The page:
MIAMI — The distance from Super Bowl XLIV's home, Sun Life Stadium, to the Transitions Recovery Program in North Miami Beach is about 9 miles.
Anthony Hargrove knows the road to recovery is much longer than that. That's why the Saints defensive tackle was standing in front of a room full of counselors and recovering addicts Tuesday afternoon.
"I can't believe nine months ago I was no different than you guys and now I'm playing in the Super Bowl," Hargrove told them. "It's all unbelievably exciting. But this means more to share with you all. You know why? Because this is life and death, and (the Super Bowl is) a game."
The rehabilitation center was Hargrove's home for 10 months after the NFL suspended him for the 2008 season. His return was full of hugs, handshakes and hope, his agent, Phil Williams, said.
A year ago, Hargrove paced the floor trying to keep busy during a Super Bowl party the program threw. The images that flashed on the television screen were painful reminders of what his romance with cocaine, marijuana and alcohol had taken from him.
He never dreamed that in 12 months he would return to the city as the "heart and soul" of a Saints team that would play the Colts for the NFL championship.
"I guess when you go through a period like that, when you're in treatment, you see so much," Hargrove, 26, said. "I saw death. I saw people just giving up on life. So you … say to yourself, 'I don't ever want to get to that point where I just give up on life or just throw in my cards and say I'm done with this.' So even when we're in a situation on the field when we're down, I'm always telling people, 'Listen, we can still do this. It's not over until it says zero, zero, zero, zero."
That Hargrove has been able to extend his life, let alone his career, is a testament to the hard truths he has faced about himself.
"Everybody has their own story," Hargrove said. "This is my story."
When he was 6, the Brooklyn, N.Y., housing unit where Hargrove and his mother, Rosa, and two of his half-siblings lived burned down. For the next three years, they were on the streets or popping in and out of homeless shelters and foster homes.
He barely knew his father, and after his mom died of AIDS when Hargrove was 9, he was adopted by an aunt who lived in Port Charlotte.
Sports always were Hargrove's outlet. He played quarterback and defensive back well enough to earn a scholarship to Georgia Tech, where he spent two seasons before becoming academically ineligible.
He worked odd jobs to support his two children before he met his agent, Williams, who convinced him to get back into playing shape.
Despite his brief collegiate career, Hargrove was drafted by the Rams in 2004's third round. He became a starter in his second year. But Hargrove didn't handle the money or fame well and resorted to his destructive habits.
He once disappeared for a few days on a cocaine binge and claims to have tried to kill himself once with sleeping pills. In 2006 the Rams traded Hargrove to the Bills, where he finished the season. During training camp the next year, he was involved in a nightclub incident. Then came a few failed drug tests, a four-game suspension and eventually banishment from the NFL.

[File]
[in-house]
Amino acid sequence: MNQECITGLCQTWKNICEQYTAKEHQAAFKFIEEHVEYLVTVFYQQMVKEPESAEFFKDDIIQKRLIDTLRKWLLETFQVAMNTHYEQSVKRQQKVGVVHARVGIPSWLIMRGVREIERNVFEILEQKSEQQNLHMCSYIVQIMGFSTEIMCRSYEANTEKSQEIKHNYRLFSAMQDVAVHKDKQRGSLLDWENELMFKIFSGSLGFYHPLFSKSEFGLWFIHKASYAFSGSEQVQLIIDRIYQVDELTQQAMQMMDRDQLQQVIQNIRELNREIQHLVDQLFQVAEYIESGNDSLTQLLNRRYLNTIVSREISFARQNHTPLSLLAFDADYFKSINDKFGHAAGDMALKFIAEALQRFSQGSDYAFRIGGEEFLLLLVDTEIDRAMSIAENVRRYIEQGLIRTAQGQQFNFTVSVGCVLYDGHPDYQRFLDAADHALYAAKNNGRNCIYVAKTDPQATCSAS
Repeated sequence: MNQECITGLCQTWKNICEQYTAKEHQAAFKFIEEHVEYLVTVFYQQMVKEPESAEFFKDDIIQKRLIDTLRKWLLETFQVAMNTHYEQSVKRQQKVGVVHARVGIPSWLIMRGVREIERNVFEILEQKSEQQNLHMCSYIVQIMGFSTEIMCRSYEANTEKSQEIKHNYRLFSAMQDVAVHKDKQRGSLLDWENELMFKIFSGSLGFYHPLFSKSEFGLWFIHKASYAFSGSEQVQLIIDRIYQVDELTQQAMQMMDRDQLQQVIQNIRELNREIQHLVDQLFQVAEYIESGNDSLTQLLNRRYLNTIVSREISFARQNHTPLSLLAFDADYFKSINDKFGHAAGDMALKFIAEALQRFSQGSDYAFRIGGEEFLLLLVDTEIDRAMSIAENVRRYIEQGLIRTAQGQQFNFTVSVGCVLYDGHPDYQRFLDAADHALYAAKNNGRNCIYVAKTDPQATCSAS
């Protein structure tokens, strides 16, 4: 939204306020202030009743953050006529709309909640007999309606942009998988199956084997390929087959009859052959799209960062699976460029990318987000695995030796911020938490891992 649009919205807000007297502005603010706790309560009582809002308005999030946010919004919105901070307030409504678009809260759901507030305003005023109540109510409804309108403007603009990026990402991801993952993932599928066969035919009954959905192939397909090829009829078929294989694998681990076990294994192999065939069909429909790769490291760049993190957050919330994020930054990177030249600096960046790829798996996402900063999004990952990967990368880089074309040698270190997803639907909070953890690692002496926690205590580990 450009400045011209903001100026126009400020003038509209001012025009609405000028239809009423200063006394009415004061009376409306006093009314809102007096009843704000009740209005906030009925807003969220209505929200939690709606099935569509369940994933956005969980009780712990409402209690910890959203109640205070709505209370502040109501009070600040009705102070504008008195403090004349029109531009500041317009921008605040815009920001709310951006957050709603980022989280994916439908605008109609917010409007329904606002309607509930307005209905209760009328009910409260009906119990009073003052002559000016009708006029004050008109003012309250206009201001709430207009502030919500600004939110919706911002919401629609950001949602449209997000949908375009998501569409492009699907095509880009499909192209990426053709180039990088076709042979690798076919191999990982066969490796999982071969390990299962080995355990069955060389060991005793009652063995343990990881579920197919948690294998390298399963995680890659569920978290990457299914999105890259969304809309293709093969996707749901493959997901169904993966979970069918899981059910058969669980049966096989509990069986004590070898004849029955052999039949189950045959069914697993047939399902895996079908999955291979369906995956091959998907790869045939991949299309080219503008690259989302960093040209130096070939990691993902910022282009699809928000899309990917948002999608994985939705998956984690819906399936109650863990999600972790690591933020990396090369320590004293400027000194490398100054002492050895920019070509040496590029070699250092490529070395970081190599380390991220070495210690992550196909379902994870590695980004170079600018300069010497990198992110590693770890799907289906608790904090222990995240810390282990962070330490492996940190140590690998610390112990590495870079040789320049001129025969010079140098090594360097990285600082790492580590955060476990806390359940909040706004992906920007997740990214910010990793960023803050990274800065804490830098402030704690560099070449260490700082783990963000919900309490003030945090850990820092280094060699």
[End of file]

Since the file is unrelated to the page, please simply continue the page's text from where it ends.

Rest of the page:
"I was at a friend's house, and I walked past a mirror, and I went back and looked in the mirror, and the person I saw I didn't recognize," Hargrove said. "I was looking at myself wondering, 'What's going on.' I had dark eyes and was just looking bad, and I realized that I had to do something."
He gave God and rehab one chance to save him, starting his comeback at a facility in South Carolina. "Once I got there, I said, 'I'll give this three months,' " Hargrove said. "If I don't feel any better, if my life hasn't changed, I'm going back."
Hargrove completed the program and moved to Miami to continue at Transitions.
Williams began working on Hargrove's reinstatement to the league. He made a videotape of Hargrove answering tough questions and sent it to all 32 teams. The Saints were the only one that responded.
"I think it started with the face-to-face interview," Saints coach Sean Payton said of his meeting with Hargrove in May. "People in all walks of life at times can hit rock bottom or maybe exhaust their opportunities. There is part of us that wants to make sure you give someone a second chance, and it starts with evaluating the sincerity of someone eye to eye."
Hargrove quickly won over his teammates with sincerity and athletic ability. "He's fast for his size," said defensive end Will Smith. "I think he's the heart and soul of our team because he's the Energizer Bunny. He's always positive. I've never seen such a positive person. When you understand where he comes from, you'd say, 'Why is this guy, of all people, so positive?' "
Super Bowl week is full of temptations, and players such as the Raiders' Barret Robbins and the Bengals' Stanley Wilson have succumbed to their demons in the past. Hargrove has a plan to keep himself focused. He attended a meeting for recovering addicts Tuesday and has another scheduled Friday.
Hargrove said being back in Miami, staring at the sunset, made his journey seem purposeful.
"The hardest thing about being here, honestly, is the other people I see outside that can't come in," Hargrove said. "It's tough, because you sit here and wonder, 'Why aren't they here?' … It's unfair. Why have I been spared? Why have I been given this?
"I have no clue. But obviously, there's something more to this, and I can't be selfish any longer doing what I need to do."